Three steps to an optimised industrial facility design
So that a logistics platform or warehouse is as optimised as possible or as efficient as possible, its design should be thought through. If this is the case, then its design will contribute to optimising logistics flows, to increasing productivity, to improving control over logistics activities and, last but not least, to improving the well-being and safety of your employees.Now that you know that this is the moment to rethink your industrial facility design, follow these three key steps:
Step 1: write down all your data and needs
Each organisation has unique requirements. For example, the larger the company, the more substantial your needs in terms of storage.So, here is a tentative list to get thing rolling. Once you have gathered all your answers together, don’t forget to add any sort of data that could be important to your company.
- The number of SKUs per channel.
- Each SKU’s dimensions.
- Each SKU’s weight.
Add reference numbers to each product which is missing information for:
- Specific handling or storage.
- Special controls or facility safety issues.
Step 2: draw a general sketch of your warehouse
This step is essential so that your establishment will run effectively.In fact, before drawing a sketch of your warehouse, you should identify each zone in your facility. By zone we mean each space that you have in your warehouse where different activities are carried out.
Knowing what you need for each of these activities will let you assess the space that you need to allocate to this activity.A warehouse often contains zones for the following:
- Loading and unloading.
- Materials reception.
- Order preparation.
So that your space functions optimally, it is essential to define the general usage of the warehouse. Define the size that will be divied to each zone and how it is arranged inside the facility.
Analyse handling equipmentIf know what handling equipment will be used this will permit you to set up aisles in the warehouse that are neither too narrow nor overly wide. A company that uses forklifts cannot ignore this issue.
Find a balanceIf you want to automate all or part of your warehouse, it is the moment to scrutinise your objectives.
Step 3: draw an exact layout of your facility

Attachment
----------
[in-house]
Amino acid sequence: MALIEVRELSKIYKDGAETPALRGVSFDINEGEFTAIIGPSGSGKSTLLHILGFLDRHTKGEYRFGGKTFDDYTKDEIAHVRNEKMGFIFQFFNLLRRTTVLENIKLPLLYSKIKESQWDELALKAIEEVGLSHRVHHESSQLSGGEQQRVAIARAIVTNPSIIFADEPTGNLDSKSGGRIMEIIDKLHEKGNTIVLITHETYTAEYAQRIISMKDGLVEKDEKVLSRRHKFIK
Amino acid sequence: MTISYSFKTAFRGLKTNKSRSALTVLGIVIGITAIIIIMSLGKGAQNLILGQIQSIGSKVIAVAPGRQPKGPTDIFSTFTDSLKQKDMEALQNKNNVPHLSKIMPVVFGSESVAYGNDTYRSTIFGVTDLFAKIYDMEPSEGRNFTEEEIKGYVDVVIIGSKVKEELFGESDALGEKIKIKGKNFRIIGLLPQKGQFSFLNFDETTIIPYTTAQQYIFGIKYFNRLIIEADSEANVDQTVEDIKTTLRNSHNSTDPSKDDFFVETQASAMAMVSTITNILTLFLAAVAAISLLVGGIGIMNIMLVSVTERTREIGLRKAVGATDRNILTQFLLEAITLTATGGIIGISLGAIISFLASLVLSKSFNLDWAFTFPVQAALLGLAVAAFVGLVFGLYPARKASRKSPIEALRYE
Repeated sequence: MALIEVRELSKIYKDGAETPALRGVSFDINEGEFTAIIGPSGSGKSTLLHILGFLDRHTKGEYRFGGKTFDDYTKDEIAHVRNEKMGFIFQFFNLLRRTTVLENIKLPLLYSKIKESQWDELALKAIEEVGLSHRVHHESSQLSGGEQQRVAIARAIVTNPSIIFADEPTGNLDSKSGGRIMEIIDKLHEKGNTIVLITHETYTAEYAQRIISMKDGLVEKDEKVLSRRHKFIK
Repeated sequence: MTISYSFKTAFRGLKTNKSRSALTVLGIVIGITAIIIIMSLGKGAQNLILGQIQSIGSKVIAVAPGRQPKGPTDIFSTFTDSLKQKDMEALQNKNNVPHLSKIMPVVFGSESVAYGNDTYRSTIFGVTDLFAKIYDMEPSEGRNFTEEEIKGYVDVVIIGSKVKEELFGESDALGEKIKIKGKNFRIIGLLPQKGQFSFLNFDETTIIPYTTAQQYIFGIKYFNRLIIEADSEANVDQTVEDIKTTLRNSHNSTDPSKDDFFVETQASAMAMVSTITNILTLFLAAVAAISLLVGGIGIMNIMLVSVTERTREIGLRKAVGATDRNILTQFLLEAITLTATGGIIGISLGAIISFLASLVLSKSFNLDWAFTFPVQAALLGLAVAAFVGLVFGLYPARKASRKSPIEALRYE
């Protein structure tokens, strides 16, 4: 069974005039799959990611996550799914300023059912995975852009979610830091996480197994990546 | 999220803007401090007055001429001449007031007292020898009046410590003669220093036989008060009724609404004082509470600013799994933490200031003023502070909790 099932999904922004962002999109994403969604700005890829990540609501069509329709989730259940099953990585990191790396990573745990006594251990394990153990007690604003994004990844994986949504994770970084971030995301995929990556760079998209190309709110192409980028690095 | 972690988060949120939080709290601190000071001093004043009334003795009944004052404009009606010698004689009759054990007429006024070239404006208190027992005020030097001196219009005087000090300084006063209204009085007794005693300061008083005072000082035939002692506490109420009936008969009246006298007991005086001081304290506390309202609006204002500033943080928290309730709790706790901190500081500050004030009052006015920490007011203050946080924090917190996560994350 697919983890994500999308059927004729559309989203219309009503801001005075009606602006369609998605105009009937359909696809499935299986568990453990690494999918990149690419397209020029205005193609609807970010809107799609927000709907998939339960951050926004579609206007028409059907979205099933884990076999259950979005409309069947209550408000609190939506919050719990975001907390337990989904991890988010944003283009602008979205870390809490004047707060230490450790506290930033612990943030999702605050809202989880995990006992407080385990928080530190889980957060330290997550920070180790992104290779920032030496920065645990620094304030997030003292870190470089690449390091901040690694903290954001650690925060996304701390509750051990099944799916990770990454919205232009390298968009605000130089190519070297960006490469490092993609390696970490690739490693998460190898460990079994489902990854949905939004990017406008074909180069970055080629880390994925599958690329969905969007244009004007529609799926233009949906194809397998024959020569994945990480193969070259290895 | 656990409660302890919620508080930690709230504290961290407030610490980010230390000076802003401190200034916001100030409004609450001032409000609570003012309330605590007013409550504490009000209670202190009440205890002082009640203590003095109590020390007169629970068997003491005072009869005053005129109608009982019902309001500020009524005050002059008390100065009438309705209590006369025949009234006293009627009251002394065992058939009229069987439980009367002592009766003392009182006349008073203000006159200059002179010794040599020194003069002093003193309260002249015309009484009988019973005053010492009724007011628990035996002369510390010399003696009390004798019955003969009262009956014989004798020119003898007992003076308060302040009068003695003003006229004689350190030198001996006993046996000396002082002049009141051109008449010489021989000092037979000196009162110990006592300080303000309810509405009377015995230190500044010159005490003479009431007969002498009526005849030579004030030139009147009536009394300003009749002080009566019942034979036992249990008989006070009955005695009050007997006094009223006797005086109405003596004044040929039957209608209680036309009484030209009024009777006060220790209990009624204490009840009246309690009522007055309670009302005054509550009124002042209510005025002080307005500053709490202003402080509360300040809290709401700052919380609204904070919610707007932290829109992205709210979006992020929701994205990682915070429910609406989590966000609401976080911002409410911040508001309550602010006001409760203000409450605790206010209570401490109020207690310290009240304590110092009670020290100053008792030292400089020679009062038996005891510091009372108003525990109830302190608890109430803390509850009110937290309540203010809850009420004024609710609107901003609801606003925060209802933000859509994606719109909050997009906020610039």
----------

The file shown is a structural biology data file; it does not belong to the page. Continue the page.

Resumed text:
Once your industrial facility design is spelled out in general terms, you can create yourself a detailed layout using all the data that you have complied during step one.
To do so, explore the following elements:
- The dimensions of your racks and the optimal storage solution in your case.
- Think big: if down the road you need to expand your storage space, start to consider these elements now, so that your industrial facility design is carried out in the best way possible.
- Think about how fluid your aisles and transit zones are, as well as the inflows and outflows of your docks. Bottlenecks increase the time needed to carry out logistics operations and, as such, represent money lost.
- The automating of your warehouse: Will an automated warehouse satisfy all your current and future needs? Keep in mind that, in many situations, automation lets you reduce costs and increase productivity. Why not make your move? In any event, now is the best time to think about this issue.
- Your Warehouse management system: If you use computerisation, you’ll make sure that any changes made in your facility will have the ability to be managed from you current programme, from an IT point of view.
- What do your employees think about these changes? Discuss these ideas with your employees. This is the most useful approach, a way for them to voice any concerns that weren’t addressed at the beginning of the process and, thus, an opportunity to adapt your layout to the real needs of the industrial facility.
Many see an industrial facility’s design as a huge «obstacle course». It is true that layout might be intricate, but with a bit of planning and common sense, it will be easy to achieve outstanding results. First and foremost, don’t forget that unity means strength, and this proverb also applies to logistics: the more professionals participate in creating the project, the best chance it has to succeed.